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On my allotment I use fallen leaves as follows.  I go out with my wheelbarrow and rake them up from somewhere I am fairly sure people have not been emptying their dogs, and pile them up pretty thick on the bed which is going into potatoes next spring, which has just been corn and squash, and not dug. Come potato planting time, the soil underneath is friable as you like (the old boys who have been digging all winter to let the frost "break down the clods" scratch their heads at this point).  The leaves are then turned over onto the plot which a couple of months later will be corn and squash, and has had winter tares on over the winter.  This slows down the spring weed flush and also kills off the winter tares the rabbits haven't eaten. When the squash and corn goes out, what's left of the leaves goes under the soft fruit.

I do have a slight rash of tree seedlings, but they are no trouble to pull out when they are a few inches high.
 
Richard Gorny
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One cubic meter of maple leaves tightly packed in autumn takes more than three years to decompose here (Zone 5), while same amount of birch leaves is decomposed in less than a year. Shredding speeds things up enormously, also turning a pile and mor importantly keeping it moist enough. If you just leave it and wait, you will get a leaf mold, excellent for perennials (orchard trees and bushes especially). When you add nitrogen in any form to the mix, decomposition is way faster and you end up with bacterial compost suitable for annuals (veggie garden).
I'm experimenting now with speeding up maple leaves decomposition by using bokashi innoculant, I will know results next spring. Second part of experiment involves adding kitchen wastes on top of maple leaves in a compost bin where quite a lot of red wiggles have been added. We will see if they make it through the winter.
 
casey lem
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I would like to second two suggestions above. First, shredding with a lawn mower is the most efficient method I have found to speed up decomposition. Second, placing said shredded leaves in your garden as mulch to break down over the winter. When I do this several inches of leaves will be gone by spring. I would guess the health of the existing soil would be a factor as more hungry critters break things down faster. I used to do the same the OP is suggesting with unshredded leaves and it could take a year or longer to decompose. So if shredding is an option, I strongly recommend it.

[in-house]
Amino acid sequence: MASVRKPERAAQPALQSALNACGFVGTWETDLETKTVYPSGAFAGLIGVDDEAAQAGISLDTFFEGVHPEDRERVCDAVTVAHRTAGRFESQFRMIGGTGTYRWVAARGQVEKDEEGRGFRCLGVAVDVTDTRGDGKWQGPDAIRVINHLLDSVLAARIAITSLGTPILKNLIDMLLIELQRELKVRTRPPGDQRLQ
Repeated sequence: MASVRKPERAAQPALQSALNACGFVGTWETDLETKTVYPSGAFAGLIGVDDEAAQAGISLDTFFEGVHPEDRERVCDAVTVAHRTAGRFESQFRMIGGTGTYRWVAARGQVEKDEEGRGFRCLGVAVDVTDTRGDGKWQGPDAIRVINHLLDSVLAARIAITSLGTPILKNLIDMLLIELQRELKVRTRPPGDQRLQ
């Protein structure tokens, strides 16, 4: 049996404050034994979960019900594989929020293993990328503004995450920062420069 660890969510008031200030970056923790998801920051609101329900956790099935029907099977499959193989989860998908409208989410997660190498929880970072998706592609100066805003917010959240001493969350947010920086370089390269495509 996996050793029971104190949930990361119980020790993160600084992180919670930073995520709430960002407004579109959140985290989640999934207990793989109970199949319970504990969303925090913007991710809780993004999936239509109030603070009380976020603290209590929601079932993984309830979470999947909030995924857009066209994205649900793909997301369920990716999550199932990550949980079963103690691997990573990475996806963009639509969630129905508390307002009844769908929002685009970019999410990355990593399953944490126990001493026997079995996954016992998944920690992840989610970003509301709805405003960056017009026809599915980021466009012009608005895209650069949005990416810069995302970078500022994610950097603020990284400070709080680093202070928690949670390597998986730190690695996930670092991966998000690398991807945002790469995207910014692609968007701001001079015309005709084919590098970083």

Bryant RedHawk
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Richard Gorny wrote:One cubic meter of maple leaves tightly packed in autumn takes more than three years to decompose here (Zone 5), while same amount of birch leaves is decomposed in less than a year.


Any time you "Tightly Pack" any organic material you are removing space for air, this tends to go against nature and so should not be confused with leaves that are simply piled up as if the wind created the heap of leaves.
I notice you didn't mention if the Birch leaves were tightly packed or just raked into a heap of leaves.

Anytime humans do something different than what Nature does, there is a significant change in how things work.
When you tightly pack a compost heap, you are turning it into an anaerobic heap instead of allowing it to quickly heat and decompose you have, by your manipulation, slowed this process down significantly.

My composting heaps are loose, so air can flow through and around just like on the forest floor. I do add Nitrogen to my heaps because I want them to heat up and destroy pathogens and eggs.

Redhawk
 
John Polk
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...so the speed at which they decomposed may have something to do with the species. 


QUOTE from Steve Solomon's book "Organic Gardener's Composting": ( SOURCE: )
Leaves from leguminous (in the same botanical family as beans and peas) trees such as acacia, carob, and alder usually become humus
within a year. So do some others like ash, cherry, and elm. More resistant types take two years; these include oak, birch, beech, and
maple. Poplar leaves, and pine, Douglas fir, and larch needles are very slow to decompose and may take three years or longer.

Some of these differences are due to variations in lignin content which is highly resistant to decomposition, but speed of decomposition is
mainly influenced by the amount of protein and mineral nutrients contained in the leaf. 


( SOURCE: )

C-N-Ratio-Leaves.PNG
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Richard Gorny
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Maple leaves pack themselves tightly, under their own weight, and due to their shape. They tend to stick to each other tightly, moisture causes osmotic pressure to "glue" leaves together. There is no air between maple leaves in nature, unless they dry out and wind moves them around. Under my huge maple tree the leaves create impermeable carpet under which everything dies (perfect to get rid of grass if you pile them elsewhere and keep wet).
Birch tree leaves due to way smaller size, thickness and different composition do not pack themselves that tight.

I do not want to add nitrogen to these leaves, neither to turn these piles. I add leaves gradually on top when they fall from trees. I do that until compost bin is full, a week later, it is half full - the leaves pack themselves down on their own.